In 2001 MAP created a science-based environmental education program, Marvellous Mangroves. This year, in the midst of COVID-19, Mexico adopted the program in partnership with Restauracion Conservacion Ambiental (RECAMB). RECAMB is using science-based education programs like Marvellous Mangroves, to help younger generations see the ecological value and importance of wetlands, and actively work to conserve them in the growing movement of port industrialization. 

MAP’s education director Martin Keeley, worked closely with RECAMB’s executive director Maraiana Lazcano-Ferrat and her team to translate Marvellous Mangroves into Spanish and adapt it to use in their program. This effort was funded by Bonanatti, a specialty port construction company. The program started with a week-long environmental education workshop which had 108 participants ranging in ages from 6 to 19 who live around the Topolobampo port in small fishing communities. The students created logbooks, used microscopes provided by MAP to investigate feathers, played science-based games, learned about services provided by wetlands, and kayaked through mangroves observing and recording flora and fauna.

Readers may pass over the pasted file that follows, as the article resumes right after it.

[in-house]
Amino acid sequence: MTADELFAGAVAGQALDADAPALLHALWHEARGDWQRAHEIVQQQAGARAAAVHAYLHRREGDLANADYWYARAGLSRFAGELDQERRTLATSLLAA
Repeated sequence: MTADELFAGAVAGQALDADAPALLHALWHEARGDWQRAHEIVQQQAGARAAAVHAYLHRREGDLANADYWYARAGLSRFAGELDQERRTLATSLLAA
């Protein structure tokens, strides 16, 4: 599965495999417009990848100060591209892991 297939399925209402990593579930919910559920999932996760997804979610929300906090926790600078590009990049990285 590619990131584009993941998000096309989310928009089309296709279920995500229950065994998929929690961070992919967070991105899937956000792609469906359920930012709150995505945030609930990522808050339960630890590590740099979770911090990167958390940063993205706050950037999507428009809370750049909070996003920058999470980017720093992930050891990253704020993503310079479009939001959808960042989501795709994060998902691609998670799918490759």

Lazcano-Ferrat and RECAMB want the youth to recognize the value of their surroundings, and look for future options in community and ecosystem management that will protect wetlands from industrialization. Mexico is the 16th country to induct the Marvellous Mangroves program and Martin Keeley was delighted to work with RECAMB to get another community exposed to the importance of preserving mangroves.

Click here to learn more about MAP's 'Marvellous Mangroves' curriculum and bringing it to your region.